Dimension-hopping fantasy ‘The Dark Tower’ is hardly fit for a King – Los Angeles Times

In “The Dark Tower,” Matthew McConaughey plays a figure known as the Man in Black, who turns out to be not a famed country-western singer but an extremely evil sorcerer. Sporting a dark coat, an open-necked shirt and an air of louche post-McConnaissance decadence, the Man in Black stalks through the movie like a Vegas lounge lizard, ordering the people around him to do things like “burn,” “stop breathing” and “kill each other.” They almost always comply.

The one guy who doesn’t is Roland Deschain (Idris Elba, looking faintly bored), the last living descendant of an ancient lineage of pistol-packing warriors known as Gunslingers. Mysteriously immune to what the Man in Black calls his “magics,” Roland is the only warrior who can stop this stylish archvillain from destroying the fabled Dark Tower and unleashing chaos across the multiverse.

Weirdly enough, after emerging from the thoroughly magics-free experience that is “The Dark Tower,” I found myself thinking the multiverse could actually use a bit more chaos, which is certainly saying something these days. Whatever its problems, its trim, 95-minute tale of dimension-hopping warriors is hardly the impenetrable, undisciplined mess we might have expected after industry reports of disastrous test screenings and last-minute reshoots. In its current state, “The Dark Tower” doesn’t seem to have been conceived with any of the ambition and grandeur needed to qualify as a catastrophe of that magnitude. From start to finish, the movie exudes a stiff, joyless coherence.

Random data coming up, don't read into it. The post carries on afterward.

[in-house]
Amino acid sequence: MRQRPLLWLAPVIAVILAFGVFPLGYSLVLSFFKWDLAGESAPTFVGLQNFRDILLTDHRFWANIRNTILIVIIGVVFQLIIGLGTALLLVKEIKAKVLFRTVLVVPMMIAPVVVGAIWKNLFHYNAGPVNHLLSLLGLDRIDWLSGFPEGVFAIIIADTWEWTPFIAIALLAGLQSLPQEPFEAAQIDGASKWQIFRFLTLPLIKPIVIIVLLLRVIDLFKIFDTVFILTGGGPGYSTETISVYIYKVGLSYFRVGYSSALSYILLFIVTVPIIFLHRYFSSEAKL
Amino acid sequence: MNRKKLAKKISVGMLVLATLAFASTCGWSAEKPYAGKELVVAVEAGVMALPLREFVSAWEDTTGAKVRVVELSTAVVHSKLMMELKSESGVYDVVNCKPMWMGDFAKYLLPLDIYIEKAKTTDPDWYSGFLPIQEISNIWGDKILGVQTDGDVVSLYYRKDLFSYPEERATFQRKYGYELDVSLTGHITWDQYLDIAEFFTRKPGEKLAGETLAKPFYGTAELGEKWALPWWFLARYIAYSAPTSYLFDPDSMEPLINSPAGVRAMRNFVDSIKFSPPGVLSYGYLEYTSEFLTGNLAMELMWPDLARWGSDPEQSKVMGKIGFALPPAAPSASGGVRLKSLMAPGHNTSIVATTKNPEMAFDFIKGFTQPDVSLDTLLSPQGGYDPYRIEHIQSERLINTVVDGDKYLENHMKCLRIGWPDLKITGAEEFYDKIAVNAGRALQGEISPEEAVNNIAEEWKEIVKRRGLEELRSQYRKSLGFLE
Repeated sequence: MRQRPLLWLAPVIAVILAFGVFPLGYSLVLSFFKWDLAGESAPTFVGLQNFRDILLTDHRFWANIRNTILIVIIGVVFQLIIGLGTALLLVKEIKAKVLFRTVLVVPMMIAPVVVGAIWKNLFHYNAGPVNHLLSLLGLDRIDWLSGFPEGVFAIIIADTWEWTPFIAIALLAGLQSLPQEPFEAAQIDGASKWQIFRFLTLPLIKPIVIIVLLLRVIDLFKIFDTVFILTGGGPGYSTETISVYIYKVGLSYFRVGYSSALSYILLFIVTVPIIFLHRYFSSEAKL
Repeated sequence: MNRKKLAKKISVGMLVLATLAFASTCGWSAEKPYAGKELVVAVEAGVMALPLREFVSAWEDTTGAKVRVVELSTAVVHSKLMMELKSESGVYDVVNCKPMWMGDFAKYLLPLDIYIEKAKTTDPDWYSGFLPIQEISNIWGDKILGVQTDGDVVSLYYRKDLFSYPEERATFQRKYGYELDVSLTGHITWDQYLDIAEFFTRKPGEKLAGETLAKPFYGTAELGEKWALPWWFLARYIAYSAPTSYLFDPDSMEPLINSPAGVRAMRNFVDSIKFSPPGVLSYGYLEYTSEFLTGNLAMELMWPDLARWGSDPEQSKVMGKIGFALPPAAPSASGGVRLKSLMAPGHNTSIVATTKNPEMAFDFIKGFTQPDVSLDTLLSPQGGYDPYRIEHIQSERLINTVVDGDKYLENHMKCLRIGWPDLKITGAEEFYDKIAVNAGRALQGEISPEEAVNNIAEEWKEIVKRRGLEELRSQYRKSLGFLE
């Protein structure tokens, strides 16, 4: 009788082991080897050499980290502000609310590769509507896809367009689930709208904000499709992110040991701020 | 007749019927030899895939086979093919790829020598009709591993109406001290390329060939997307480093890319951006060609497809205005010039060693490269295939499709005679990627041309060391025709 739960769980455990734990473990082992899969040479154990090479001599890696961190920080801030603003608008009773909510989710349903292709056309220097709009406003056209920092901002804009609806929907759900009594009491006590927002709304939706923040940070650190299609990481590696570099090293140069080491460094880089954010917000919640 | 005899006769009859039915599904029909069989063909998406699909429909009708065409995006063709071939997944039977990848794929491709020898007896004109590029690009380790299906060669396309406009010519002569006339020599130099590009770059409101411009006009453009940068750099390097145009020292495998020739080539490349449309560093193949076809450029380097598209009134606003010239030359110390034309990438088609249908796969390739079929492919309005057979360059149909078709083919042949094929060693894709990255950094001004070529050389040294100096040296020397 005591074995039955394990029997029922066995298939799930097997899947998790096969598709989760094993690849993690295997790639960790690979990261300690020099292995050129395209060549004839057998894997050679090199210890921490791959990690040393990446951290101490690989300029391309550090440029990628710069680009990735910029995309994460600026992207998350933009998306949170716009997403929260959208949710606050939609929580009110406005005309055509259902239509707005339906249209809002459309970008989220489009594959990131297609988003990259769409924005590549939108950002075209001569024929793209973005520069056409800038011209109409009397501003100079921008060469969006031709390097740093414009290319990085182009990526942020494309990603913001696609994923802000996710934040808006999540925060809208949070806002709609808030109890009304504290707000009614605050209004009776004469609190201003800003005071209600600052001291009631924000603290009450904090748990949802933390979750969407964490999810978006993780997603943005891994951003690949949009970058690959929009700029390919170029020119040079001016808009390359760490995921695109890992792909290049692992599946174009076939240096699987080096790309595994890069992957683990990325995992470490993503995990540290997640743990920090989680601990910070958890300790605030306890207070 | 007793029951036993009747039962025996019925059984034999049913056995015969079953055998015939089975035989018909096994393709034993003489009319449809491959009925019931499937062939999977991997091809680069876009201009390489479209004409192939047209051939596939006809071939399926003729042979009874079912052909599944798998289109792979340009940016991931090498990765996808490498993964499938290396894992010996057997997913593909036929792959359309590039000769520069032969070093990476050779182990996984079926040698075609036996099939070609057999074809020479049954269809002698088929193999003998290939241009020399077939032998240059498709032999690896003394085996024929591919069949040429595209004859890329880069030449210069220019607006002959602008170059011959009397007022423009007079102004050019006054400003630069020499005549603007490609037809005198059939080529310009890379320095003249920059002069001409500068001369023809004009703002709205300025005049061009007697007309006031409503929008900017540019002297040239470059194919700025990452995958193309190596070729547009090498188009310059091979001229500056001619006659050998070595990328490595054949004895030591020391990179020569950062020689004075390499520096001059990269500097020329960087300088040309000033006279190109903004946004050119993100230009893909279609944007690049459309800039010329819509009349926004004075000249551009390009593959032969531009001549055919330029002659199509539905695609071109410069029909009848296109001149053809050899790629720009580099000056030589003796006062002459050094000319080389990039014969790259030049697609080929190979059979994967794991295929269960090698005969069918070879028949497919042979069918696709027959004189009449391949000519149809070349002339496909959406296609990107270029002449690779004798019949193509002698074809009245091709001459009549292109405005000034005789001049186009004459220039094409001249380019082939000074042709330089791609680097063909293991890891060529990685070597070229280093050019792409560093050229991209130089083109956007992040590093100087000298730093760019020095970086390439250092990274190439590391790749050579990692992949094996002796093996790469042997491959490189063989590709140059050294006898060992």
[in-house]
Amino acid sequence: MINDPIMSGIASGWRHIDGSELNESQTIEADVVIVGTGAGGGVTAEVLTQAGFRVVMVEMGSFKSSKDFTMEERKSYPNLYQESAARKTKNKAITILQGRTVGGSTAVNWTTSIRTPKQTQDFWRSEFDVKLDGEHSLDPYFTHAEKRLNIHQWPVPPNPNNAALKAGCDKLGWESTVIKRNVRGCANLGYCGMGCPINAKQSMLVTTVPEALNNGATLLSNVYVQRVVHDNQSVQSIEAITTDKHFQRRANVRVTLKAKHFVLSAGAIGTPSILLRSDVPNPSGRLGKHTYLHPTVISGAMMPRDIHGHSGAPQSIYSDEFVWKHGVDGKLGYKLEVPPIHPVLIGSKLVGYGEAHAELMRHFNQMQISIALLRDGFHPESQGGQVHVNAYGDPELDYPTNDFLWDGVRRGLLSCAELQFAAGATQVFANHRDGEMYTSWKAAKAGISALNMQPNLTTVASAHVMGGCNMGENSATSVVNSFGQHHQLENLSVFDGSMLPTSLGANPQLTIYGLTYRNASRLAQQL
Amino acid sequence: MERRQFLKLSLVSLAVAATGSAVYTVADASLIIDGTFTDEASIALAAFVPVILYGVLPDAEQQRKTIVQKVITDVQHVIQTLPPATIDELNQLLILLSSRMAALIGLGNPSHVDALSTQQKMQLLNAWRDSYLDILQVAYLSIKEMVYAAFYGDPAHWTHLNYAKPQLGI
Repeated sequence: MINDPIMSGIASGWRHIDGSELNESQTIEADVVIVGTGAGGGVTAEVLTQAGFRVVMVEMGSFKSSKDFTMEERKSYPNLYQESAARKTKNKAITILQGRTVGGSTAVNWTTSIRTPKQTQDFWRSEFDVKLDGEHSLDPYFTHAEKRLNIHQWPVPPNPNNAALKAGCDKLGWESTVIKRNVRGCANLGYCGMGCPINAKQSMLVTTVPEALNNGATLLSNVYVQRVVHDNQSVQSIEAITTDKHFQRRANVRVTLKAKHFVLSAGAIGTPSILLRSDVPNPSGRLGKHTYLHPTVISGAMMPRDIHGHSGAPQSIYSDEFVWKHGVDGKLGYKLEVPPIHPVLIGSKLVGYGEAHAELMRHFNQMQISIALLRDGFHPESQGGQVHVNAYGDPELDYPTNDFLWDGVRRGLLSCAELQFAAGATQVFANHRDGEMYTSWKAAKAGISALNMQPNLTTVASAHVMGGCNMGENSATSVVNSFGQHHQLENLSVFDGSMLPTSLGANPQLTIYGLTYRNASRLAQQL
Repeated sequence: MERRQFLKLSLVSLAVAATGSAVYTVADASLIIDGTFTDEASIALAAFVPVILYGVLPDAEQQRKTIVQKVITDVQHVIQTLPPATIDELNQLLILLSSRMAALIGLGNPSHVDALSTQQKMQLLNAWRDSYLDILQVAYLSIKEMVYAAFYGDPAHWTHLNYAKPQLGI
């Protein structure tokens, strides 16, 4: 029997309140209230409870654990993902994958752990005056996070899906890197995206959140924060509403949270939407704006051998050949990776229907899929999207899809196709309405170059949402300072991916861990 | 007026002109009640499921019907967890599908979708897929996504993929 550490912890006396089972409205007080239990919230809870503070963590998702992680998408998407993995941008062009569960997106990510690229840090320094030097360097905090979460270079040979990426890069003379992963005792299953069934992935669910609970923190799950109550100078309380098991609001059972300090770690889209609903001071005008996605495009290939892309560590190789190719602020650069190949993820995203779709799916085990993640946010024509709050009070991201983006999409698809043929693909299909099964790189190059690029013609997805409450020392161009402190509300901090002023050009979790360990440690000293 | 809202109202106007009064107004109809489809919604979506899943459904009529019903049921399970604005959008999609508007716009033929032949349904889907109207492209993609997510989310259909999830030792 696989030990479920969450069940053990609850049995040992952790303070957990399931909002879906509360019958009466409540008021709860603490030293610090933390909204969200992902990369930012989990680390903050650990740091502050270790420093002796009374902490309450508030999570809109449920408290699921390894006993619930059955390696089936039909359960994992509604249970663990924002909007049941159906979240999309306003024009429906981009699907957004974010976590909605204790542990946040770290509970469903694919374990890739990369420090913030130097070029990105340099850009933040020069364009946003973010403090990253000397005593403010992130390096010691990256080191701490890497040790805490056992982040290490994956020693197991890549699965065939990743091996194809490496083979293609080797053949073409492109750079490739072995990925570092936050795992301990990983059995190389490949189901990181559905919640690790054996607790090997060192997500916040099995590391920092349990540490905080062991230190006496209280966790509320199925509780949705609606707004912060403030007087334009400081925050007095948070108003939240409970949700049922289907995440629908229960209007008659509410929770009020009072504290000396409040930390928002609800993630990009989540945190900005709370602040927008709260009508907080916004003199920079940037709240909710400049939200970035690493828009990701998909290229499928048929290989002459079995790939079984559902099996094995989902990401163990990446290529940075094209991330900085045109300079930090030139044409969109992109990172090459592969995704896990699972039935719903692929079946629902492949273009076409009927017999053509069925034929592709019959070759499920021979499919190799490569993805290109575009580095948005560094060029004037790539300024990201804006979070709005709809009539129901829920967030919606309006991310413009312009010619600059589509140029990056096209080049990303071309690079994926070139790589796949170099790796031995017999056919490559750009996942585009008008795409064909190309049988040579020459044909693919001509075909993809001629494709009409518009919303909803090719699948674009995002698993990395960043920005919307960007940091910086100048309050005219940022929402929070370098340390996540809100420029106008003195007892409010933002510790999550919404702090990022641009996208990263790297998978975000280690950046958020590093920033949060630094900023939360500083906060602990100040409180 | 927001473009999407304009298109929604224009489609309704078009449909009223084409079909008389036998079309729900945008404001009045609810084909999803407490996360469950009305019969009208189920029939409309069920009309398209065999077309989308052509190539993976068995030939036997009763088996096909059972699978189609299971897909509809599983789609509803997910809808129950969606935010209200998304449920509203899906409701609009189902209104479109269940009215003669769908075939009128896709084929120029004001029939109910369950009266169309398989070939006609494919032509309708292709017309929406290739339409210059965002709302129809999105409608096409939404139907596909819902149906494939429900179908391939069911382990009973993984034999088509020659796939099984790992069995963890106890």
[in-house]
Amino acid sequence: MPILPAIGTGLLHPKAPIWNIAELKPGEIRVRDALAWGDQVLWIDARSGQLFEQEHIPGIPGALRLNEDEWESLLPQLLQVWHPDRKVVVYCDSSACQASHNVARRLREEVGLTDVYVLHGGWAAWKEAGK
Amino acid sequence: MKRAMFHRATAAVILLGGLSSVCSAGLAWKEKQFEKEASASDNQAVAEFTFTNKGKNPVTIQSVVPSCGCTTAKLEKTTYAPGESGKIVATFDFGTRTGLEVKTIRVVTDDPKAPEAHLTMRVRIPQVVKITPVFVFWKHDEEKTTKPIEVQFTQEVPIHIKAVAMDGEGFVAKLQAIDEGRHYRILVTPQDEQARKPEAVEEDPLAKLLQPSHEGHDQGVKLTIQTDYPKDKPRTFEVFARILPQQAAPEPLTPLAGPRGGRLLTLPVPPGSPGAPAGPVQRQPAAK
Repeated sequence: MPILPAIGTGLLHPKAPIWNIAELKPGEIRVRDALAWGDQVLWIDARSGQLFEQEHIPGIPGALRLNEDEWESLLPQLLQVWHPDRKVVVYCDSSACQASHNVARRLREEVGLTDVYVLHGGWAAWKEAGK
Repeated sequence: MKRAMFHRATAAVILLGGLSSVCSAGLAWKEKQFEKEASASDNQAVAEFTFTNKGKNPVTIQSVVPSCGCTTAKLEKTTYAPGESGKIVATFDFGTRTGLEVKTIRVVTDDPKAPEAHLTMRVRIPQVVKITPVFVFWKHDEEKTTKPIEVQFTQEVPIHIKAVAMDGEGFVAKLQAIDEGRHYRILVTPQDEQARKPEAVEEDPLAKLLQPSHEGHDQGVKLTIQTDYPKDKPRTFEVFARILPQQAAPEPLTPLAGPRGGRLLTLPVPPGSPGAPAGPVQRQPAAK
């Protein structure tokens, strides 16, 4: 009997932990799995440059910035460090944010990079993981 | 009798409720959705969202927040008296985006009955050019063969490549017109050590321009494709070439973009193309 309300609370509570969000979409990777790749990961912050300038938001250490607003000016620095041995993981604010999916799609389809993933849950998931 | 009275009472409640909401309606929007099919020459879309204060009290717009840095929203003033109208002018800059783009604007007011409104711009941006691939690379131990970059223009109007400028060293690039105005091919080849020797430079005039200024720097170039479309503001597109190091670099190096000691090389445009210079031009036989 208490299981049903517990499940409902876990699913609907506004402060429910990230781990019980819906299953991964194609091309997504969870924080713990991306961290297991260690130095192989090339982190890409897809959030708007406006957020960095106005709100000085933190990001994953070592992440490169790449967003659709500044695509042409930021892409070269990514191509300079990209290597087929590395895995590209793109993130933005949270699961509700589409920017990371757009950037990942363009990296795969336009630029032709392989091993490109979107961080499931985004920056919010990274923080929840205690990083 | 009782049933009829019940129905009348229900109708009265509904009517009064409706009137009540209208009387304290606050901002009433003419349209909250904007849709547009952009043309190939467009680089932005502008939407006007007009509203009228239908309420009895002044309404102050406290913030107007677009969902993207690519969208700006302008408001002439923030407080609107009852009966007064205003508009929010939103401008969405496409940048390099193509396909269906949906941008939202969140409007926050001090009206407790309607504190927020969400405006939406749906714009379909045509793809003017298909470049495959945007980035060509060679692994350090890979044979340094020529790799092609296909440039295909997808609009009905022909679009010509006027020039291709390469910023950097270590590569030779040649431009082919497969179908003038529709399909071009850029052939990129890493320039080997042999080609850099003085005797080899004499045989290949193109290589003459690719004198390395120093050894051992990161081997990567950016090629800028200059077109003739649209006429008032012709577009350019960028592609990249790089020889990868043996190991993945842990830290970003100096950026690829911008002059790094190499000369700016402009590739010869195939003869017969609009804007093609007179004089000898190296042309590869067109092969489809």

This is as fine a place as any to announce that I haven’t read a word of Stephen King’s massive, multi-threaded “Dark Tower” fantasy-novel octalogy, though I doubt even a thoroughgoing familiarity with the material would make a difference. In feeding that bestselling property through the dull-edged cheese grater of Hollywood franchise cinema, the Danish writer-director Nikolaj Arcel (“A Royal Affair”) and his fellow screenwriters have followed through with their stated intent to deliver not a straightforward adaptation, but rather a riffy, stand-alone sequel of sorts. (A parallel “Dark Tower” television series featuring many of the same actors, including Elba, is presently in the works.)

Dimension-hopping fantasy ‘The Dark Tower’ is hardly fit for a King – Los Angeles Times